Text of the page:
TABLE 10______________________________________Removal of color precursors % color reduction from DEAE- Color bagasseSample (ICU) treatment______________________________________Sugar from 8,988untreated juiceSugar from treated 4,295 52%juiceMolasses from 114,256untreated juiceMolasses from treated 17,480 84%juice______________________________________
The lower percentage of color removal in cane juice when treated before evaporation than on treatment of raw sugar supports the observation that color precursors are removed in juice.
The color removal in cane juice is lower than percentage of color removal in raw sugar, because DEAE is removing precursors from cane juice and in raw sugar the precursors have been converted to color.
In FIG. 1 the sodium hydroxide neutralizes the hydrochloric acid forming the DEAE chloride free base. This is a liquid and is insoluble in water but when stirred in water it rearranges to water soluble diethylaziridinium chloride as shown in FIG. 2. This form of the reagent is ionic and is highly reactive to hydroxyl groups in the presence of base. The reaction occurs principally at the 6-O-hydroxyl group, of the glucose units. Sugarcane bagasse is 40% to 60% cellulose, dry basis. The remainder is principally xylan and the lower molecular weight fraction is dissolved by the sodium hydroxide during the reaction. This accounts for the yield of 60% to 70% in the preparation of DEAE bagasse. The DEAE-ether linkages are very stable and can only be removed under extreme conditions.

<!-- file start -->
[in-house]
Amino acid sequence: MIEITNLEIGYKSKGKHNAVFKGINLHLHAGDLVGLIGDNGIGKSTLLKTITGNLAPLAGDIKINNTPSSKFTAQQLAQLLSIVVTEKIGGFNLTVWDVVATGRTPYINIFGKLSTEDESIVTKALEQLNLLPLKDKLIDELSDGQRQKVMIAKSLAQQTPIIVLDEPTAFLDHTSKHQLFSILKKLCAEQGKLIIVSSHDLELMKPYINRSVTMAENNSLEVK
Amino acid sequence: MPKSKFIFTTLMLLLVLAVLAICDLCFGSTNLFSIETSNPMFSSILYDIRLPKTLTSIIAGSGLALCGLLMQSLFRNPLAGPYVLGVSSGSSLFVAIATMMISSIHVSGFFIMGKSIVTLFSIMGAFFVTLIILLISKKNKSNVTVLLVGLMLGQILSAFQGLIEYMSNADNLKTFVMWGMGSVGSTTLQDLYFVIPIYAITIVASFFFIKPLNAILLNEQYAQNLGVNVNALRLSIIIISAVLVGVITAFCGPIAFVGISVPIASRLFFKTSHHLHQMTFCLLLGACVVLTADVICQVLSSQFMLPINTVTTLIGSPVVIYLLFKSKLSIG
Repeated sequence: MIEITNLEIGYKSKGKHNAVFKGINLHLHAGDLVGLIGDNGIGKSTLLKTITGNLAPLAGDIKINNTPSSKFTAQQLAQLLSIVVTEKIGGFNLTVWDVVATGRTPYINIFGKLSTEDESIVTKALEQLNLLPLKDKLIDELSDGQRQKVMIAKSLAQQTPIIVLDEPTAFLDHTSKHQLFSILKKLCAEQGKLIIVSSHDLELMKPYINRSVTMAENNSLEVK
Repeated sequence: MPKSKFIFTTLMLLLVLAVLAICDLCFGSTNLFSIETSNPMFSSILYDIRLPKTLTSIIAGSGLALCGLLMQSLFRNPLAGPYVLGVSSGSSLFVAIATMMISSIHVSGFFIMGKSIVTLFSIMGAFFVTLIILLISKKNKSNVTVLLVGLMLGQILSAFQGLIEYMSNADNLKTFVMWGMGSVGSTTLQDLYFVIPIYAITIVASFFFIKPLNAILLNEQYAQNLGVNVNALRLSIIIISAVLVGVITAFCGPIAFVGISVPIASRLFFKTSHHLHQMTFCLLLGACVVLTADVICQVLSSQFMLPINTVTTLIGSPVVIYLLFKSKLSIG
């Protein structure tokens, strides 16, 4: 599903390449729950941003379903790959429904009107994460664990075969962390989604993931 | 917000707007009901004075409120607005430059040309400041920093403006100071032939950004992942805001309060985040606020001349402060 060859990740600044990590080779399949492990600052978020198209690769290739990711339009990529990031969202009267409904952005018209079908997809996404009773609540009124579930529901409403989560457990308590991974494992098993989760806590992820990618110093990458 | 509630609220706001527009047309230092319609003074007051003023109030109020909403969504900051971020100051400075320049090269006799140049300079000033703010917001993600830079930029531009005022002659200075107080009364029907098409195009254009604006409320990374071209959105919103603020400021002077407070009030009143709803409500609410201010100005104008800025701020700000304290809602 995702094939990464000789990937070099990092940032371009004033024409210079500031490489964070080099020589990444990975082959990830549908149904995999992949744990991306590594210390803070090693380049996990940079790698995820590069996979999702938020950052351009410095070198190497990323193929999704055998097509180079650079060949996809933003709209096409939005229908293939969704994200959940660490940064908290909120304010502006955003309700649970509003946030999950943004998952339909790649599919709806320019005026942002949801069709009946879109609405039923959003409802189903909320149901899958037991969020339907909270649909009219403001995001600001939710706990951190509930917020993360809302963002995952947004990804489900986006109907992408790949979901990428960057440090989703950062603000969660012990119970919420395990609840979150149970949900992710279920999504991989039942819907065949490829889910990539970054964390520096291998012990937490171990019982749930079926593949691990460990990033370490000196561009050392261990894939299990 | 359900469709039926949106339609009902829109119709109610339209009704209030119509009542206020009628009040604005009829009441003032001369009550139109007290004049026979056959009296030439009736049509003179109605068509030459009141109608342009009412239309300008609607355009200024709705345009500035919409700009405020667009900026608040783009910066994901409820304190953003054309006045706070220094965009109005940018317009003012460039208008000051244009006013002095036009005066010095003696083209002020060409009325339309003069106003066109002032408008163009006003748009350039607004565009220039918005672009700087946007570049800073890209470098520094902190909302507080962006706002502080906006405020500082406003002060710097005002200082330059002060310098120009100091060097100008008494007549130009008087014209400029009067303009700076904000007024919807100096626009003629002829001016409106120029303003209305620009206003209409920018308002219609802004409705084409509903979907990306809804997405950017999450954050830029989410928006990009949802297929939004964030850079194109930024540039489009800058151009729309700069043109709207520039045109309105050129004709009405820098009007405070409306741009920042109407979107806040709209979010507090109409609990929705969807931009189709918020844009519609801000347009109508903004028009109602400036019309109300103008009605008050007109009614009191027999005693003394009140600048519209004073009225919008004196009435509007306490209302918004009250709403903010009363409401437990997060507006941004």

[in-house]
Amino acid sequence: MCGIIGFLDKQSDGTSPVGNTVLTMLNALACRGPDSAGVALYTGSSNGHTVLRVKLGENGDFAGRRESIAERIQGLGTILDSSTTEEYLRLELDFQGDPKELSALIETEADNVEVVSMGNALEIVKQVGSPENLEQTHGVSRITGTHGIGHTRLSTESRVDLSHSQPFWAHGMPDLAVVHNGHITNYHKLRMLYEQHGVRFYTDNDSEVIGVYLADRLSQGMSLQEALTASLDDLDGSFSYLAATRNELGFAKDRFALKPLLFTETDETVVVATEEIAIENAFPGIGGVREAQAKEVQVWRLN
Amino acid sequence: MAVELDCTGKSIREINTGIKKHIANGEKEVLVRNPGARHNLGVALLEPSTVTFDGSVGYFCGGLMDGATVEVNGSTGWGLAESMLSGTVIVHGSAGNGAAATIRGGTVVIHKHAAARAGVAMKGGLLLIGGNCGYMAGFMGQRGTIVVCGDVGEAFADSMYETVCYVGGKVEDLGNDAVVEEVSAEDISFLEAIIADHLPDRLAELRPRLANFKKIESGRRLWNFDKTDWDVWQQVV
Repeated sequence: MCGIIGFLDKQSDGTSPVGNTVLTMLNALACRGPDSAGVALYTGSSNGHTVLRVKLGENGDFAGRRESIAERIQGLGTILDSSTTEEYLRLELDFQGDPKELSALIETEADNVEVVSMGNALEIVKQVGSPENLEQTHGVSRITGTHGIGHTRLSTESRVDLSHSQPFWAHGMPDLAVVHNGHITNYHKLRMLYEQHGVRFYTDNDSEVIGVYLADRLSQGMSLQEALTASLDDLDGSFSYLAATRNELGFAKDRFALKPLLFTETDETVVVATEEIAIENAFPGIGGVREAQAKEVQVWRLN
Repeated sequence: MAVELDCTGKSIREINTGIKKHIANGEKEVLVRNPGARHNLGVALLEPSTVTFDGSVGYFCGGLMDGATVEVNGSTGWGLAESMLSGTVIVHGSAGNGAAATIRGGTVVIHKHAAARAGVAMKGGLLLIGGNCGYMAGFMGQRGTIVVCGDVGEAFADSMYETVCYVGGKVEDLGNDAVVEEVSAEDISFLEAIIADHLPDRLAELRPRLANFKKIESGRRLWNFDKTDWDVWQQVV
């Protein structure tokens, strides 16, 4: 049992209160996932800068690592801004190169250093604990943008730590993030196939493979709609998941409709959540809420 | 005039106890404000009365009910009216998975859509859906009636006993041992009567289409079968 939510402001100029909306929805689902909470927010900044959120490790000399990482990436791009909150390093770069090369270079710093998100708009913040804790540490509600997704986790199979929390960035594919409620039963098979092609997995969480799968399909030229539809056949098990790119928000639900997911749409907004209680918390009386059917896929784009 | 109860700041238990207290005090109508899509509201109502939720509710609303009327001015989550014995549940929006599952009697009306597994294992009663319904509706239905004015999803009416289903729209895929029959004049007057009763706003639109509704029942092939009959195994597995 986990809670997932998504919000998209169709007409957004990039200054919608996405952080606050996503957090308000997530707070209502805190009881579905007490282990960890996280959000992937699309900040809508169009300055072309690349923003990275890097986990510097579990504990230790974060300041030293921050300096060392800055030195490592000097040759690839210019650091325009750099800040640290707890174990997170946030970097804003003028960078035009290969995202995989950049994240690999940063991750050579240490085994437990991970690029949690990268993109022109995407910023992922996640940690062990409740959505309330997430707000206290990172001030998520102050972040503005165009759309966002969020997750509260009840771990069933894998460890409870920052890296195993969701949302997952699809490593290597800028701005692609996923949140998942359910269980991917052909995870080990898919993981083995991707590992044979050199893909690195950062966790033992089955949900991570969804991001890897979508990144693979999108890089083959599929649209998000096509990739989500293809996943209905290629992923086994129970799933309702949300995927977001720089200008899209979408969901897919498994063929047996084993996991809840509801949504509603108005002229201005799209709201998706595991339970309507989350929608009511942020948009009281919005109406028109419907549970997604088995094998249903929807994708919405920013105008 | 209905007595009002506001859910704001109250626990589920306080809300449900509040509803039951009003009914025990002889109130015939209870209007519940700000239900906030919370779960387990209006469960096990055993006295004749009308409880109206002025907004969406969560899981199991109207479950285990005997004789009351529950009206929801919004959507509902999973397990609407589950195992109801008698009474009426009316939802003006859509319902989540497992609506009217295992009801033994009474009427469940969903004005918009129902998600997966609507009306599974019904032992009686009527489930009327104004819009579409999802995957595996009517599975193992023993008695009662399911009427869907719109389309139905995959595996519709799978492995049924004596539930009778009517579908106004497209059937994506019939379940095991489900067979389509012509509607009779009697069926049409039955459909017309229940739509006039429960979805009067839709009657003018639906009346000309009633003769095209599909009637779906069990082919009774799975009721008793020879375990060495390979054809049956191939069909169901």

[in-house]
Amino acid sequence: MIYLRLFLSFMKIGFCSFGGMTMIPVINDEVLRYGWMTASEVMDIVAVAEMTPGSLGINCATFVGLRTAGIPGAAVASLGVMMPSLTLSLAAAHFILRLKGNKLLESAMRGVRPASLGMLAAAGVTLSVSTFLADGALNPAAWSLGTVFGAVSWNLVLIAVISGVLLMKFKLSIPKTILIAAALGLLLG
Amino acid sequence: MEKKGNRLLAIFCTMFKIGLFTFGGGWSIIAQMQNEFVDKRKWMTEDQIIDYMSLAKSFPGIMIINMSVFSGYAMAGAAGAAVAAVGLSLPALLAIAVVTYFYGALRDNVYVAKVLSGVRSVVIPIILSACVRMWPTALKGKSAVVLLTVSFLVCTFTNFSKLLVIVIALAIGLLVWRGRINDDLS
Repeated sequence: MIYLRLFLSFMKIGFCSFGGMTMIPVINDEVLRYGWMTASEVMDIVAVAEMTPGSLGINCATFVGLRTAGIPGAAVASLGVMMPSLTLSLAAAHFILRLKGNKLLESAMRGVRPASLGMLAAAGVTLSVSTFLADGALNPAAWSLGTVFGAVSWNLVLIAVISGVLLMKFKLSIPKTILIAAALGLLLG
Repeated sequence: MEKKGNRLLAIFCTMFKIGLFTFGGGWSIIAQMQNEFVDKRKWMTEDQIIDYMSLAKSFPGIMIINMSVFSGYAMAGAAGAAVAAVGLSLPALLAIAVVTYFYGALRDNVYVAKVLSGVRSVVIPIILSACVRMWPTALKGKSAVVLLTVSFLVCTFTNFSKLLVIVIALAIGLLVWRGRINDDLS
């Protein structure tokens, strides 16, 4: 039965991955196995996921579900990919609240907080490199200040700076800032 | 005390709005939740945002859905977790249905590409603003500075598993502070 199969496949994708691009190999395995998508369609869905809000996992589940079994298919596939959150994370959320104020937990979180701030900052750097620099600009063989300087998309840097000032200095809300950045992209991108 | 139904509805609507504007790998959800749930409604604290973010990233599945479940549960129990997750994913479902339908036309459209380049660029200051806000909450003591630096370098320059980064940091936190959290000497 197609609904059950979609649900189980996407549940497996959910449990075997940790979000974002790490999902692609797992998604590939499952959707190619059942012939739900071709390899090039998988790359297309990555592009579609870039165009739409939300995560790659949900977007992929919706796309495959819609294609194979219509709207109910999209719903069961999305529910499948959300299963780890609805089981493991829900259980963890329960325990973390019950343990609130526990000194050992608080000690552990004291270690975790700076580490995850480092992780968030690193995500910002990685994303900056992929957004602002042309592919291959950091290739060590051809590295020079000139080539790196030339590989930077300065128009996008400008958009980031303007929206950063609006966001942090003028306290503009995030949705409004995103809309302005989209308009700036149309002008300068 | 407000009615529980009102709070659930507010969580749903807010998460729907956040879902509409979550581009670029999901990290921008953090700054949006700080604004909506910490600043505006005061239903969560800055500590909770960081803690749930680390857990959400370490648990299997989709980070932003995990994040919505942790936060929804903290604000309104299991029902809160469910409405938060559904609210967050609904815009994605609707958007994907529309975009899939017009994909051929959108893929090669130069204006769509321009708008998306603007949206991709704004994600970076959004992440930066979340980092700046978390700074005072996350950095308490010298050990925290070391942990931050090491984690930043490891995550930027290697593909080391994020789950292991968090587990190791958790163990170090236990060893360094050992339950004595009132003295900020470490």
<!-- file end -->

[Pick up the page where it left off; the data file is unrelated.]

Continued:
DEAE bagasse is an anion exchanger and swells when placed in water. For this reason it should be stirred in water for 20 to 30 minutes before pouring a column. In order for it to be effective in removing color and turbidity it should contain a minimum of 0.8% nitrogen.
The color removed from the sugar solutions reported ranged from 72% to 95%. None of the effluents contained any visible turbidity, as indicated in Table 4. Color removed from sugarcane juice varied from 11% to 79%, depending on ratio of colored and non-colored precursors present.
The small amount of color not removed on DEAE bagasse was analyzed by gel permeation chromatography and shown to be low molecular weight, approximately 30,000 daltons. Colorant of this lower molecular weight range is less likely to be occluded in the crystal. All of the very high molecular weight color (2×106 daltons) and 90%-95% of the major colorant at least 50,000 daltons, are removed from melt liquor by DEAE bagasse. The very high molecular weight fraction is difficult to remove by other adsorbents. The color adsorbed on the DEAE bagasse cannot be washed off with water, but a 5% solution of chloride, as sodium chloride, displaces the color and subsequent washing with water prepares the DEAE-Bagasse for reuse. Repeated use of the DEAE bagasse does not affect its ability to remove color. The mode of action of this material in removing sugar colorants is apparently not a simple ion exchange reaction, but possibly a combination of ion exchange and gel permeation. The removal of turbidity is apparently accomplished by physical adsorption. Many of the suspended particles are charged, and so able to be adsorbed on the negatively charged, or negatively polarized, DEAE sites. No significant ash removal has been observed indicating that removal of turbidity is by adsorption and not by ion exchange.